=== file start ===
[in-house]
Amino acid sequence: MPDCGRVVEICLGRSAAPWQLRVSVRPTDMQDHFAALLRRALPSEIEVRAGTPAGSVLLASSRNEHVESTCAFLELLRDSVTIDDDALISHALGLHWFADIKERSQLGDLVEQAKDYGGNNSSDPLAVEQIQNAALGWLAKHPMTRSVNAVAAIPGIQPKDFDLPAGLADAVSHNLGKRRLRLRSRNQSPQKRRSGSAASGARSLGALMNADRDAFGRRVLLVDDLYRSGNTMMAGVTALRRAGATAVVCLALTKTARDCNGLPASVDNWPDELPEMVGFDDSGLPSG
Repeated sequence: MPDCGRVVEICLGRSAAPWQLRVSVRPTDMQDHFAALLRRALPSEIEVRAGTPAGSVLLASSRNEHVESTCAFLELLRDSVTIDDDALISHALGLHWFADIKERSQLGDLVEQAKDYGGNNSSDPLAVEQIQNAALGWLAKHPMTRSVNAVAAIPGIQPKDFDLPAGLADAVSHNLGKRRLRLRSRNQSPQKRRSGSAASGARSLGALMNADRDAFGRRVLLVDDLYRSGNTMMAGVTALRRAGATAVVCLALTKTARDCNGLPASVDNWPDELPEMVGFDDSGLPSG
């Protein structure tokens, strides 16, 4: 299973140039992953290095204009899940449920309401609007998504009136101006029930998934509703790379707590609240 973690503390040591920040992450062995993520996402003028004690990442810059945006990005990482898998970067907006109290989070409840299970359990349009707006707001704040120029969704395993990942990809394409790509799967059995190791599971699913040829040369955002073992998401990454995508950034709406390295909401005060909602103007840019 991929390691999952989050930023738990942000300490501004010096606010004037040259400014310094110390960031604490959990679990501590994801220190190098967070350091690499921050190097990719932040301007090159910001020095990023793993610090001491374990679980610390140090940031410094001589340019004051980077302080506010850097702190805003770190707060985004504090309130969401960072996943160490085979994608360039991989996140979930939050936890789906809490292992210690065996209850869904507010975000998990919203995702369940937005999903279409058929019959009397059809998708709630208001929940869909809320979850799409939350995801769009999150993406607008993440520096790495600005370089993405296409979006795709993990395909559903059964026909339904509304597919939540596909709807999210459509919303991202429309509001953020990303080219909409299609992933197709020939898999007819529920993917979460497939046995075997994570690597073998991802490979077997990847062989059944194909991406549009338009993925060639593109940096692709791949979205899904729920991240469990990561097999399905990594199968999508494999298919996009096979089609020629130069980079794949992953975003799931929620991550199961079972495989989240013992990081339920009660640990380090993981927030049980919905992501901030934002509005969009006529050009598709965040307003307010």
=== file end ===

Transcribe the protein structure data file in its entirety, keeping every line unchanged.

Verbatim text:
[in-house]
Amino acid sequence: MPDCGRVVEICLGRSAAPWQLRVSVRPTDMQDHFAALLRRALPSEIEVRAGTPAGSVLLASSRNEHVESTCAFLELLRDSVTIDDDALISHALGLHWFADIKERSQLGDLVEQAKDYGGNNSSDPLAVEQIQNAALGWLAKHPMTRSVNAVAAIPGIQPKDFDLPAGLADAVSHNLGKRRLRLRSRNQSPQKRRSGSAASGARSLGALMNADRDAFGRRVLLVDDLYRSGNTMMAGVTALRRAGATAVVCLALTKTARDCNGLPASVDNWPDELPEMVGFDDSGLPSG
Repeated sequence: MPDCGRVVEICLGRSAAPWQLRVSVRPTDMQDHFAALLRRALPSEIEVRAGTPAGSVLLASSRNEHVESTCAFLELLRDSVTIDDDALISHALGLHWFADIKERSQLGDLVEQAKDYGGNNSSDPLAVEQIQNAALGWLAKHPMTRSVNAVAAIPGIQPKDFDLPAGLADAVSHNLGKRRLRLRSRNQSPQKRRSGSAASGARSLGALMNADRDAFGRRVLLVDDLYRSGNTMMAGVTALRRAGATAVVCLALTKTARDCNGLPASVDNWPDELPEMVGFDDSGLPSG
């Protein structure tokens, strides 16, 4: 299973140039992953290095204009899940449920309401609007998504009136101006029930998934509703790379707590609240 973690503390040591920040992450062995993520996402003028004690990442810059945006990005990482898998970067907006109290989070409840299970359990349009707006707001704040120029969704395993990942990809394409790509799967059995190791599971699913040829040369955002073992998401990454995508950034709406390295909401005060909602103007840019 991929390691999952989050930023738990942000300490501004010096606010004037040259400014310094110390960031604490959990679990501590994801220190190098967070350091690499921050190097990719932040301007090159910001020095990023793993610090001491374990679980610390140090940031410094001589340019004051980077302080506010850097702190805003770190707060985004504090309130969401960072996943160490085979994608360039991989996140979930939050936890789906809490292992210690065996209850869904507010975000998990919203995702369940937005999903279409058929019959009397059809998708709630208001929940869909809320979850799409939350995801769009999150993406607008993440520096790495600005370089993405296409979006795709993990395909559903059964026909339904509304597919939540596909709807999210459509919303991202429309509001953020990303080219909409299609992933197709020939898999007819529920993917979460497939046995075997994570690597073998991802490979077997990847062989059944194909991406549009338009993925060639593109940096692709791949979205899904729920991240469990990561097999399905990594199968999508494999298919996009096979089609020629130069980079794949992953975003799931929620991550199961079972495989989240013992990081339920009660640990380090993981927030049980919905992501901030934002509005969009006529050009598709965040307003307010």